After obtaining approval from the institutional ethi­cal committee and informed written consent from the patients 200 patients (ASA I& II), aged 20 to 50 years, body weight 50 to 70 kg of both sexes undergoing elec­tive surgery under general anaesthesia with spontane­ous ventilation using LMA (no 4 size) were randomly allocated into two equal groups. Patients of ASA III& IV predicted difficult airway management, requiring sur­gery in nonsupine position, undergoing oral or nasal sur­gery and patients having history of preoperative sore throat were excluded from the study. Patients were ran­domly allocated according to computer - generated ran­dom number sequences and sealed opaque envelopes, to placement of either the LMA Classic followed by the Soft seal or vice versa. Group A (n=100) had LMA clas­sic insertion and Group B (n=100) had soft seal dispos­able LMA insertion for a wide range of surgery (gen­eral, gynaecological, urological, orthopaedic and plastic surgery of one and half to two hours duration).As the patients of average body weight 50-70 kg were chosen for the study, size 4 LMA was used [8] .Patients were un­aware of the type of airway device used. The same anaesthesiologist inserted all laryngeal masks in both the groups. Routine pre insertion test of the cuff for leaks was done immediately before use. The tip of LMA and posterior aspect of the mask was coated with water­soluble lubricant, which is the normal practice in our in­stitution. The cuff was inflated before insertion with ambient room air at 10mm of Hg (15 cm of H2O) above atmospheric pressure, which is the standard practice of our institution and advocated by many authors who be­lieve insertion of laryngeal mask with cuff partially in­flated is equally successful to insert the laryngeal mask and results in a lower incidence of sore throat and pha­ryngeal mucosal bleeding [9],[10] . No premeditation was used and all patients were preoxygenated for 3 minutes be­fore intravenous induction which consisted of 2 mcg.kg -­1 of fentanyl and 3 mg.kg -1 of propofol. The laryngeal mask was inserted after loss of eyelash reflex and the relaxation of the jaw [11] . The LMA was held at the mask­tube junction in pen holding fashion and was inserted in sniffing position to facilitate passage around the back of the mouth in the line of palatopharyngeal curve. The mask was introduced till a definite resistance was felt as the tip entered the hypopharynx and backline of the airway tube faced upper lip. The mask was then inflated with the recommended volume and the position was secured with tape and bite block. An unsuccessful attempt at insertion was defined as placement of the mask into the mouth and withdrawal from the mouth. Successful place­ment and adequate ventilation was confirmed by clinical observation of the clear airway, observing chest wall movement with manual ventilation, listening to escape of gas from the mouth, observing the square wave tracing of capnograph and satisfactory movement of the reservoir bag on spontaneous ventilation. Mapleson A circuit was used. Anaesthesia was maintained with N2O + O2 (2:1) and halothane 2 to 3%. Intra operative anal­gesia was maintained with intravenous infusion of diclofenac sodium 75 mg in 100 ml normal saline. The insertion time was noted i.e. the time (in secs) taken from loss of eyelash reflex to successful LMA insertion was recorded in both the groups.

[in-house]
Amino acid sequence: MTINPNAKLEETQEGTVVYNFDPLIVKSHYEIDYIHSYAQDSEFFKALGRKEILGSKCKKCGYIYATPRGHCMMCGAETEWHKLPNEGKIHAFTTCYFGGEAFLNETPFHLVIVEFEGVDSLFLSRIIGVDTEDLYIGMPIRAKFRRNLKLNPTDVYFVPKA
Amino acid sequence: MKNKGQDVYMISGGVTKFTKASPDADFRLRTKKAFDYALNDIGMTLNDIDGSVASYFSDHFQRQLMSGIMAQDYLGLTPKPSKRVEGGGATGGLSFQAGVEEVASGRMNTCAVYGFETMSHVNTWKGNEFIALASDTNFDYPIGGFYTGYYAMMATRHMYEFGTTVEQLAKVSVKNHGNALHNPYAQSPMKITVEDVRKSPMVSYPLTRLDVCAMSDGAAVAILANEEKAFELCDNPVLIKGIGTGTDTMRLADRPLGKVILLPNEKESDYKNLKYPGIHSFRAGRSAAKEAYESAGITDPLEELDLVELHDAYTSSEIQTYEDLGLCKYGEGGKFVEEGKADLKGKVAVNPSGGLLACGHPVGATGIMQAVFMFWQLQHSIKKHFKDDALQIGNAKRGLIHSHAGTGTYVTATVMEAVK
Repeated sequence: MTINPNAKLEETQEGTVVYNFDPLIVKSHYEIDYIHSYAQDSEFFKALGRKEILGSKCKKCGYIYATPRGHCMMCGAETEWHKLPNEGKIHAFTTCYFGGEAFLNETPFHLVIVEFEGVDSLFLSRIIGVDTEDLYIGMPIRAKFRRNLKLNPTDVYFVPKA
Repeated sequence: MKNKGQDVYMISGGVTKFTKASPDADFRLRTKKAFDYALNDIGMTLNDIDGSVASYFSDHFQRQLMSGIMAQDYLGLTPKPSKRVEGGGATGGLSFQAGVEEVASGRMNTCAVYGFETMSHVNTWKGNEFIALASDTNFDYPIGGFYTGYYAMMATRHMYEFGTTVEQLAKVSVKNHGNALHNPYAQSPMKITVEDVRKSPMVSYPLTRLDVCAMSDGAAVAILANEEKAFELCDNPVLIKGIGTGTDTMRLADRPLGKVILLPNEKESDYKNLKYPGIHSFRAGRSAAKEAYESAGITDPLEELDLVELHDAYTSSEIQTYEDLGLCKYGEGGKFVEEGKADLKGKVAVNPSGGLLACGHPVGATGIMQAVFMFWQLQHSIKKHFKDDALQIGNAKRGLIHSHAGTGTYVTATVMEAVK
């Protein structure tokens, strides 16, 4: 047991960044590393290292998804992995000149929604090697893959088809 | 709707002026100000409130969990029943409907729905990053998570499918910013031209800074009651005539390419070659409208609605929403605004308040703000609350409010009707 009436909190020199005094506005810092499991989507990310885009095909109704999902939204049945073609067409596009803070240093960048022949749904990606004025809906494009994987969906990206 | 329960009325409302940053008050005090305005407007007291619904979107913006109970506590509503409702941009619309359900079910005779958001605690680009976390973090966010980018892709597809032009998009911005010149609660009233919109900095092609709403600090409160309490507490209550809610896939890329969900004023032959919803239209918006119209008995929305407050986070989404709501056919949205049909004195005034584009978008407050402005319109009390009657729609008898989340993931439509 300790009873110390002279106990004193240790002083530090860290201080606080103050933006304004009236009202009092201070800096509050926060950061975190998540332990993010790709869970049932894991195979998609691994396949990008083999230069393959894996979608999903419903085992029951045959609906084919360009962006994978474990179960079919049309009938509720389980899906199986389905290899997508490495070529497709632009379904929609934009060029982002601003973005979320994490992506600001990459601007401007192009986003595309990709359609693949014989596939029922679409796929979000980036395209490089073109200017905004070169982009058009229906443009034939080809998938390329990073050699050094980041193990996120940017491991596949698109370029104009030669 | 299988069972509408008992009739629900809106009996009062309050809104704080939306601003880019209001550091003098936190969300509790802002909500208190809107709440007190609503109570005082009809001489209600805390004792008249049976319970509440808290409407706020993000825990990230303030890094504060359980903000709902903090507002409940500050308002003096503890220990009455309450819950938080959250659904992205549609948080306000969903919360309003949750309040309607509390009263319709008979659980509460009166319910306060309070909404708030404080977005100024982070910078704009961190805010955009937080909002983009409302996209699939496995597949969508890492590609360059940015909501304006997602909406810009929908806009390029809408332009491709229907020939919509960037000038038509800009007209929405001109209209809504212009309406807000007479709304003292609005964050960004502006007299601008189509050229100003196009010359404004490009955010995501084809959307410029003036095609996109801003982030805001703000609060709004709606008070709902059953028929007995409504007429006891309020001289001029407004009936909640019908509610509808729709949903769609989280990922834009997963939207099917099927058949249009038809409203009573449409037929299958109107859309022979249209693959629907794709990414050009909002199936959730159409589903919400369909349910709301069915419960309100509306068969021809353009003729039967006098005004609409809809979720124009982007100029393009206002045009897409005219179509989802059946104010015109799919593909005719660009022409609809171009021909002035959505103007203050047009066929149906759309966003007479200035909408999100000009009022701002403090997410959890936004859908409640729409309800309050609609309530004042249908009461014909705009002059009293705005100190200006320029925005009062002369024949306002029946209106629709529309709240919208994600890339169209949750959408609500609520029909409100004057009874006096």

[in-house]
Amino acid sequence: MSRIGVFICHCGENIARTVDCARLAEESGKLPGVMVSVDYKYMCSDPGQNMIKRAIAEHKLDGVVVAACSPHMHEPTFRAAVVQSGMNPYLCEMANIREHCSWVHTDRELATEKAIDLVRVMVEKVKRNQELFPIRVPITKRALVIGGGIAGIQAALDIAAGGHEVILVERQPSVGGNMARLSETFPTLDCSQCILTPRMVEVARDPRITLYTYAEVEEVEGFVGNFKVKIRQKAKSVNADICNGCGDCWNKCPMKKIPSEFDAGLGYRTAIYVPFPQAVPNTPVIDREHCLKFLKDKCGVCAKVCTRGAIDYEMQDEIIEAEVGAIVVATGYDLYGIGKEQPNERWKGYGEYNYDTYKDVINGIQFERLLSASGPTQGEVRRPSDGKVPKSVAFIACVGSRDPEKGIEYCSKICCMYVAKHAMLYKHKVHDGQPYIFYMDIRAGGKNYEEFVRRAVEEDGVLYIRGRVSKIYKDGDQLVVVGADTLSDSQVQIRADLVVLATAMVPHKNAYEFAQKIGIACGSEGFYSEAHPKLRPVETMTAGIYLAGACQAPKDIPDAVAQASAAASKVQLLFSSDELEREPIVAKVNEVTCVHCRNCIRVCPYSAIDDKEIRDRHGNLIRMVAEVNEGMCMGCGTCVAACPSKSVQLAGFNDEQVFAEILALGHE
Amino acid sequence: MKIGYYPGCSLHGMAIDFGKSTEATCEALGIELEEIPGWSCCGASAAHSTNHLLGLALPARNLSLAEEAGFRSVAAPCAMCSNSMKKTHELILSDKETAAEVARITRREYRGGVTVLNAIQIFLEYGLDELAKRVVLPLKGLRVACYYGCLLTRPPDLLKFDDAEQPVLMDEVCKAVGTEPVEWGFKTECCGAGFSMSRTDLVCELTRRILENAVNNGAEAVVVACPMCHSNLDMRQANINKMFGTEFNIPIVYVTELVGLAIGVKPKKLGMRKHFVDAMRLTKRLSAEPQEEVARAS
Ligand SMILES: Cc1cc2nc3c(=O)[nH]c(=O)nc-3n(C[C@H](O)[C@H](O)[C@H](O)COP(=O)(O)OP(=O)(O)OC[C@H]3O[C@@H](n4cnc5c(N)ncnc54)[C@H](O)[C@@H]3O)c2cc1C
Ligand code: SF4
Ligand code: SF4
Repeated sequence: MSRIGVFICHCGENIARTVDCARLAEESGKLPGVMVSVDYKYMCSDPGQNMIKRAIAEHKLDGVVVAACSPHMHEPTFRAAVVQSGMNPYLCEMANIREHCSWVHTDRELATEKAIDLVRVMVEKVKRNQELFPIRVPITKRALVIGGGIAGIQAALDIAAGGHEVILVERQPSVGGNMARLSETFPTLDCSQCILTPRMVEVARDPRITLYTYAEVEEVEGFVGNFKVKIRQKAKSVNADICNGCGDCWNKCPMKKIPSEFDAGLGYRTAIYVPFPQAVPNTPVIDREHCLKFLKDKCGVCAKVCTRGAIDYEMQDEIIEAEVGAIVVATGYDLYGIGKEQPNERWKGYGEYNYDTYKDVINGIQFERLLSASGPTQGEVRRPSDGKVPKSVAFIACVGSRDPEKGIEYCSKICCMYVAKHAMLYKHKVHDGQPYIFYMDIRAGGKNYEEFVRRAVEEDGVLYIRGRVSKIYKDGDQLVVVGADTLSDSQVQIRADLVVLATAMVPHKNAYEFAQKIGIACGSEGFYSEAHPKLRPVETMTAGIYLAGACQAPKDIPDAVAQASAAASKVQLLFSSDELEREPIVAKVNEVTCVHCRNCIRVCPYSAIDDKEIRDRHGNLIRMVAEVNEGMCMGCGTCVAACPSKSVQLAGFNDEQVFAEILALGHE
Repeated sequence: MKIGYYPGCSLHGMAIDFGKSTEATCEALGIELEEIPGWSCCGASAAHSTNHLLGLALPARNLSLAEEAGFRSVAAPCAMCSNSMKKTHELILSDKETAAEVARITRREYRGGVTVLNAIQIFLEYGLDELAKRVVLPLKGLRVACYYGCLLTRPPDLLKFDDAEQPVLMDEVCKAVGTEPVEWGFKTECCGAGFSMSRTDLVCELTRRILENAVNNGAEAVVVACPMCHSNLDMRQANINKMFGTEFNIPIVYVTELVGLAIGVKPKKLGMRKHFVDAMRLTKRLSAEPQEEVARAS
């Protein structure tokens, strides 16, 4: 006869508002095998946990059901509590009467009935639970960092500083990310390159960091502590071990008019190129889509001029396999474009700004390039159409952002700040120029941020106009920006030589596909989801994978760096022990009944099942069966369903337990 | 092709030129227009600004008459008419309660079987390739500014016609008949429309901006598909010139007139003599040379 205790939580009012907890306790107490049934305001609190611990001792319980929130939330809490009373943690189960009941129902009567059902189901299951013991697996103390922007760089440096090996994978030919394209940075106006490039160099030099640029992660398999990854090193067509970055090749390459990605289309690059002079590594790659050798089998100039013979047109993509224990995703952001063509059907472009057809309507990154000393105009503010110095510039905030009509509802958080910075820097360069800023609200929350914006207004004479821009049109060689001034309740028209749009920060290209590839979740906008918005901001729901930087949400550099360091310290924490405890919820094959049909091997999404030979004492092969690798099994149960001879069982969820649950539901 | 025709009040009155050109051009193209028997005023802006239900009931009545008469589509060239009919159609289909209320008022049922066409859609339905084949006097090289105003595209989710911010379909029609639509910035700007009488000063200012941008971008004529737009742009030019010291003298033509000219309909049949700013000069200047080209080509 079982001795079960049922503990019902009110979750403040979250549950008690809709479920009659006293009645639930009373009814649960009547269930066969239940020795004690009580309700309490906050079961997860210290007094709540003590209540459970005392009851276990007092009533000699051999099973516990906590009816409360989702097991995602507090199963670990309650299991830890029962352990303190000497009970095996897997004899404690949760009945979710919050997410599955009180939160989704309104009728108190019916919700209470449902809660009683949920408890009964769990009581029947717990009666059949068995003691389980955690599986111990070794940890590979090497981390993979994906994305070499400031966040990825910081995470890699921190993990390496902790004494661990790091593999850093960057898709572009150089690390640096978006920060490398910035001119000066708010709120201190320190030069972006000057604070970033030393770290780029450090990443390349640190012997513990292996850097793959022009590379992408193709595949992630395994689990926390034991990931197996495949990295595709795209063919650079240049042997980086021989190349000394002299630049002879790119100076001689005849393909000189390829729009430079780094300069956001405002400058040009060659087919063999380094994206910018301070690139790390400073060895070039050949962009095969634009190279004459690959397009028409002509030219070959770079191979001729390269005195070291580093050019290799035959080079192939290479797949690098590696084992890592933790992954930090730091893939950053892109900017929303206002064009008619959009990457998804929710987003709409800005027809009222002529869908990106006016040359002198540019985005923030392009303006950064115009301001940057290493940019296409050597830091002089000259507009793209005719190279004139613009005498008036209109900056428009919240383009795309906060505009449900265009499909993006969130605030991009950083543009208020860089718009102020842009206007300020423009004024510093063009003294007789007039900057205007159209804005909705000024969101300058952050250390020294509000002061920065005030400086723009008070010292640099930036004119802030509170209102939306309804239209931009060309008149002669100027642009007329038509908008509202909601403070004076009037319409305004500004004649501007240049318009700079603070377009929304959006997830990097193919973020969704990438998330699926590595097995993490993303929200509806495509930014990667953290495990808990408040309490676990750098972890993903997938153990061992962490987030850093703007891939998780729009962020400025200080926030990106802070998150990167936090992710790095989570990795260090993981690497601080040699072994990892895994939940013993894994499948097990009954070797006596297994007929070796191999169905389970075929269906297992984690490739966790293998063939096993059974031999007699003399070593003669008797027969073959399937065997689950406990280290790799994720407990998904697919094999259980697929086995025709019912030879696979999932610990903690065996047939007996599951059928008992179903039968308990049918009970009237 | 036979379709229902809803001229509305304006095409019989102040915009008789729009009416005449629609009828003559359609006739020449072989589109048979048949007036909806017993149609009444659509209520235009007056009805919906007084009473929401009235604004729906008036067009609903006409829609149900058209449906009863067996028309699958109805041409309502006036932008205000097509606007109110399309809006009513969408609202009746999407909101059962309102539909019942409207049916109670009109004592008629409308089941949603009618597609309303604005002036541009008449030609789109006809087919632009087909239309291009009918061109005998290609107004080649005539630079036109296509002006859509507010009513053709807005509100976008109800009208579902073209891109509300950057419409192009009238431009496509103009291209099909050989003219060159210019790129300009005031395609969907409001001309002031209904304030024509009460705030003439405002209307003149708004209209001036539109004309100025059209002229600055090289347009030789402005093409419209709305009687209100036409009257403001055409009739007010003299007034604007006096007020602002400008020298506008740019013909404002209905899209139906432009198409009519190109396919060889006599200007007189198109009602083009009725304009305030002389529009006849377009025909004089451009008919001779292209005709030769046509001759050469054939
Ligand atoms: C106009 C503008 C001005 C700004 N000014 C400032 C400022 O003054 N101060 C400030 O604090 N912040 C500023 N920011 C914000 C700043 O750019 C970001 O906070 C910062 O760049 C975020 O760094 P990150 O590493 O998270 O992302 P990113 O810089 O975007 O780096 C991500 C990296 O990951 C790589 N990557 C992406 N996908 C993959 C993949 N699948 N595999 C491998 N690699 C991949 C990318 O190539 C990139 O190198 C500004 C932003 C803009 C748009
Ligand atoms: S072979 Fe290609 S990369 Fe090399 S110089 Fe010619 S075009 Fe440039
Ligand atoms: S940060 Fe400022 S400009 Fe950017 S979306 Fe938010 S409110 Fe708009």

The ease of insertion of laryngeal mask was graded as:

  1. very easy insertion at first attempt with no resis­tance,
  2. easy at first attempt with little resistance,
  3. some difficulty, but successful at second attempt and
  4. not successful.
After proper positioning of LMA the pilot balloon cuff pressure was adjusted to 45 mm of Hg (60 cm of H2O) as recommended [12],[13] using a cuff pressure moni­tor. Cuff pressure was recorded every half hourly. Time 0 sec was the moment the cuff was inflated to a pres­sure of 45 mm of Hg and monitored half hourly until the administration of N2O was switched off. The monitors used were SpO2, NIBP, continuous ECG and capnography. At the end of surgery nitrous oxide and halothane were discontinued to allow the patient to re­sume full recovery and cuff pressure was recorded. When the protective reflexes had returned to normal, the LMA was removed after deflation of the cuff and presence of blood if any was noted. Presence of sore throat was enquired and the patients were requested to grade the sore throat (none, mild, moderate and severe) at 2 and 24 hours after surgery by another anaesthesiologist. The following parameters were re­corded: patient's demographic data (sex, age, body weight, duration of surgery - from the time of skin inci­sion to skin closure, duration of anesthesia - from the time of induction to removal of LMA), time to insert LMA, number of insertions, laryngeal mask cuff pres­sure every ½ hour intraoperatively.

Two groups were chosen. Statistical analysis was done. Sample size calculation was performed using Sampsize version 2.0 (Sample size tables for clinical stud­ies ; Blackwell Science Ltd., Oxford, United Kingdom). The study had a power of 90% ((3 =10%, a=0.05 ) and the standardized difference was 0.35 (SD, 0.86).The estimated sample size was 88 patients per group. Two groups each of 100 patients were chosen. Comparison were performed using Mann - Whitney and Wilconsin tests as appropriate for paired and independent obser­vations and Chi-square test for comparison of categori­cal outcomes. All data were presented as mean+SD and P<0.05 was considered to be significant


   Results Top


The two groups were similar with respect to age, sex, body weight, height, duration of surgery and anaes­thesia [Table 1]. [Table 2] indicates the type of surgeries in both the groups. The overall laryngeal mask insertion time was within 15 seconds and successful insertion at first attempt was performed in 98% of Group A (LMA classic) whereas it was 97% in Group B (LMA dispos­able) [Table 3]. In none of the cases there were laryn­gospasm, retching or any haemodynamic or respiratory side effects. The laryngeal mask cuff pressure increased from 45.01±8.0 to 68.40±10 mm of Hg in Group A and from 45.02±2.0 to 48.10±6.0 mm of Hg in Group B, P<0.05, [Table 4].